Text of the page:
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Bonnie Rates
Bonnie Raitt seated backstage, playing guitar at the Aquarius Theater, Boston, October 5, 1973 © Jeff Albertson

Bonnie Rates

on October 10, 1973 No comments
Lewis Clayton

JACKSON BROWNE topped the bill at the Aquarius Theatre Friday night, but Bonnie Raitt got there first and stole the show.

The crowds turned out to welcome Bonnie back to Boston, and her loyal partisans filled the opulent old Aquarius. Gleefully displaying her purple knee-length crushed velvet boots, Bonnie came out backed by some excellent saxophone work by John Payne, who appeared last week at Passim’s. By the time she was up and doing “You’ve Been In Love Too Long,” an old Martha and the Vandellas song (“this is my James Brown imitation”), the burly, long-haired security guards were having their troubles clearing the aisles.

A little drunk, and very glad to be in Boston, Bonnie sang with clarity and power, although it wouldn’t have taken much to please the thoroughly stoned crowd. Some of her admirers rushed the stage to present her with kisses, a rose, and an empty Schlitz bottle. Testing the range of her voice, she mixed ballads like “Love Has No Pride” and Browne’s “Under the Falling Sky” with boogie tunes like “You’ve Got to Know How” and “Love Me Like A Man,” building to two encores.

Bonnie Raitt backstage playing guitar, with John Payne (soprano saxophone) at the Aquarius Theater, Boston, October 5, 1973
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Bonnie Raitt backstage, clasping a rose and watching hockey on television at the Aquarius Theater, Boston, October 5, 1973
Bonnie Raitt warming up backstage with Freebo (bass) and unidentified guitarist at the Aquarius Theater, Boston, October 5, 1973

If Bonnie Raitt is earthy, then Jackson Browne is slick. He is tall and lean, his hair falls perfectly parted, he sports just a taste of hillbilly in his voice. Friday night Browne did a 40-minute set of his own songs. Plagued by technical difficulties–the worst of them an amp which turned his acoustic guitar into a tinny electric–and uneasy over his place on the bill, Browne seemed uncomfortable on stage and unsatisfied with his band’s performance.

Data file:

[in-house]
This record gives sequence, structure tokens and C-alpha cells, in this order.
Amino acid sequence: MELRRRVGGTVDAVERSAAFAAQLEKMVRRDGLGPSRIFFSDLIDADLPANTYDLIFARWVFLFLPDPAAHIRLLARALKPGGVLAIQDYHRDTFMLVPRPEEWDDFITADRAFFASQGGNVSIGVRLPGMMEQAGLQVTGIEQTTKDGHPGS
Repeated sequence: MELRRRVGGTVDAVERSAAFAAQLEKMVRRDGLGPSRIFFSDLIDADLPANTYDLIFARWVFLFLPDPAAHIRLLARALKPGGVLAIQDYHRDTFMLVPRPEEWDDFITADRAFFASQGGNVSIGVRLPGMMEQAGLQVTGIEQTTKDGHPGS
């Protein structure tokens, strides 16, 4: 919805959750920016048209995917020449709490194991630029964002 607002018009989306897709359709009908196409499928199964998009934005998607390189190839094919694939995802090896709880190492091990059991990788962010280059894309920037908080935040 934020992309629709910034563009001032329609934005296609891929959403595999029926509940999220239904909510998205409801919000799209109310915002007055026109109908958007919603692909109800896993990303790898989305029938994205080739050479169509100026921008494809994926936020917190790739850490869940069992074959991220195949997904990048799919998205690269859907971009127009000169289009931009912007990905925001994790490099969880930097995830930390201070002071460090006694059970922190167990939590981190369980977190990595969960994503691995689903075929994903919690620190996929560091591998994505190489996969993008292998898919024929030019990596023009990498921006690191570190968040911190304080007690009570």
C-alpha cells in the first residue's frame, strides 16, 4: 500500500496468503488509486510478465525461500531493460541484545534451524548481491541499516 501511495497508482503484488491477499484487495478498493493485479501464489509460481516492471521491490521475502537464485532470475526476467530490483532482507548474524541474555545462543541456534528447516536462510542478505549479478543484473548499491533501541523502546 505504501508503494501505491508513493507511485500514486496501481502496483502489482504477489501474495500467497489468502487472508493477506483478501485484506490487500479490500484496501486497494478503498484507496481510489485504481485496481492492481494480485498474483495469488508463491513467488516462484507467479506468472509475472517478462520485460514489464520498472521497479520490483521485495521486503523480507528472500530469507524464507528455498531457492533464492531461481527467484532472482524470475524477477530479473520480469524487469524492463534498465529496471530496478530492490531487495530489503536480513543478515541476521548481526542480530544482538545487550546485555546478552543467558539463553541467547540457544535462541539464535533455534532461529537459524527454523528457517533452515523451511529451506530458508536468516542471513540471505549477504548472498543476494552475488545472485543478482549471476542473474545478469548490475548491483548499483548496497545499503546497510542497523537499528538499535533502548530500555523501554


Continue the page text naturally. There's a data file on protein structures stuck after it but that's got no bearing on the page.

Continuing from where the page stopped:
He apologized to the crowd midway through the set. “Billing is one of those things that is decided in Hollywood,” he admitted. “I’d rather follow the atom bomb than Bonnie Raitt.”

Although small groups of Bonnie’s partisans left after each of Browne’s songs, his band played well, and he was brought back for two encores. But the careful orchestration of his hits like “Jamaica”–which was done beautifully–couldn’t compete with Bonnie’s performance.

Browne is one of the most accomplished young songwriters in the country, but his arrangements are too sweet and self-contained to generate enough excitement to follow a boogie band. Only on one or two of his numbers, like “Rock Me On the Water” did his band generate much more than polite applause.

The people who did the billing for Friday night made a classic mistake. They could have done everyone a favor by simply turning the tickets upside down.

Source: © Copyright The Harvard Crimson
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We are rocked to the core to hear of the passing of our dear friend, bandmate and musical genius, Mike Finnigan. He fought his long illness with the same fearlessness and ferocity he brought to every part of his life. Our deepest condolences go out to Candy, Kelly, Bridget and all his family.

Mike was one of the most powerful, virtuosic soul/gospel/blues singers and Hammond B3 players you’ll ever be blessed to hear. Respected and emulated by musicians the world over, his legacy of staggering
performances across his 60+ years career will stand the test of time. He stopped our show nearly every night. There was simply no one like him.

He was whipsmart, incredibly articulate and funny as hell. He was as devoted to his beloved family and friends as he was to helping so many struggling to get and stay sober. He and his wife Candy were instrumental in my own sobriety and I will be forever grateful.

Rest in peace, dear Mike. I know you’ll be shaking that Heavenly Choir to new heights as only you can do.

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